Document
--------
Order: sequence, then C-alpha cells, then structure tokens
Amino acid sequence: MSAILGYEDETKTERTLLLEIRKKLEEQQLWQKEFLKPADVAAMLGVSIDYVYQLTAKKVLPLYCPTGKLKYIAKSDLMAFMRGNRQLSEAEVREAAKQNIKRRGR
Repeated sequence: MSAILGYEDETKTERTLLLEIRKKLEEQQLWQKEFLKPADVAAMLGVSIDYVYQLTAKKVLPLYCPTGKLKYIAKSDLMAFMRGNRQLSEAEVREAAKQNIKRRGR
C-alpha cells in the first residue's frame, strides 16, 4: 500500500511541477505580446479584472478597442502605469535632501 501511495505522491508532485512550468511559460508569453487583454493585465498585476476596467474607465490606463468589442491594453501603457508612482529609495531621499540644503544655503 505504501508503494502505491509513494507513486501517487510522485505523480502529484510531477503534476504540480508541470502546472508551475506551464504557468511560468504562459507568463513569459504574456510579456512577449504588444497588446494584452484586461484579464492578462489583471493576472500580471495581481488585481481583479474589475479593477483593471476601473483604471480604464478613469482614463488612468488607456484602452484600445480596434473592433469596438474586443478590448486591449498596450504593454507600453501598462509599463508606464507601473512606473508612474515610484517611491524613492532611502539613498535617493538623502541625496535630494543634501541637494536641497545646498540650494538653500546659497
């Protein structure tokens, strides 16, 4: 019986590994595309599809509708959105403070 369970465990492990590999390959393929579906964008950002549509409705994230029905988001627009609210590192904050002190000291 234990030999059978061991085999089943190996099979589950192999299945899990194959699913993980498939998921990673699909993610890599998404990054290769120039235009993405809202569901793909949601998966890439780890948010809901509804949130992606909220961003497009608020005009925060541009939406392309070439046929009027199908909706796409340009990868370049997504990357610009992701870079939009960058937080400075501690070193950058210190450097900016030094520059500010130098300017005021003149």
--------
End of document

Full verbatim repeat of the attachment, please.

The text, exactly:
Order: sequence, then C-alpha cells, then structure tokens
Amino acid sequence: MSAILGYEDETKTERTLLLEIRKKLEEQQLWQKEFLKPADVAAMLGVSIDYVYQLTAKKVLPLYCPTGKLKYIAKSDLMAFMRGNRQLSEAEVREAAKQNIKRRGR
Repeated sequence: MSAILGYEDETKTERTLLLEIRKKLEEQQLWQKEFLKPADVAAMLGVSIDYVYQLTAKKVLPLYCPTGKLKYIAKSDLMAFMRGNRQLSEAEVREAAKQNIKRRGR
C-alpha cells in the first residue's frame, strides 16, 4: 500500500511541477505580446479584472478597442502605469535632501 501511495505522491508532485512550468511559460508569453487583454493585465498585476476596467474607465490606463468589442491594453501603457508612482529609495531621499540644503544655503 505504501508503494502505491509513494507513486501517487510522485505523480502529484510531477503534476504540480508541470502546472508551475506551464504557468511560468504562459507568463513569459504574456510579456512577449504588444497588446494584452484586461484579464492578462489583471493576472500580471495581481488585481481583479474589475479593477483593471476601473483604471480604464478613469482614463488612468488607456484602452484600445480596434473592433469596438474586443478590448486591449498596450504593454507600453501598462509599463508606464507601473512606473508612474515610484517611491524613492532611502539613498535617493538623502541625496535630494543634501541637494536641497545646498540650494538653500546659497
């Protein structure tokens, strides 16, 4: 019986590994595309599809509708959105403070 369970465990492990590999390959393929579906964008950002549509409705994230029905988001627009609210590192904050002190000291 234990030999059978061991085999089943190996099979589950192999299945899990194959699913993980498939998921990673699909993610890599998404990054290769120039235009993405809202569901793909949601998966890439780890948010809901509804949130992606909220961003497009608020005009925060541009939406392309070439046929009027199908909706796409340009990868370049997504990357610009992701870079939009960058937080400075501690070193950058210190450097900016030094520059500010130098300017005021003149």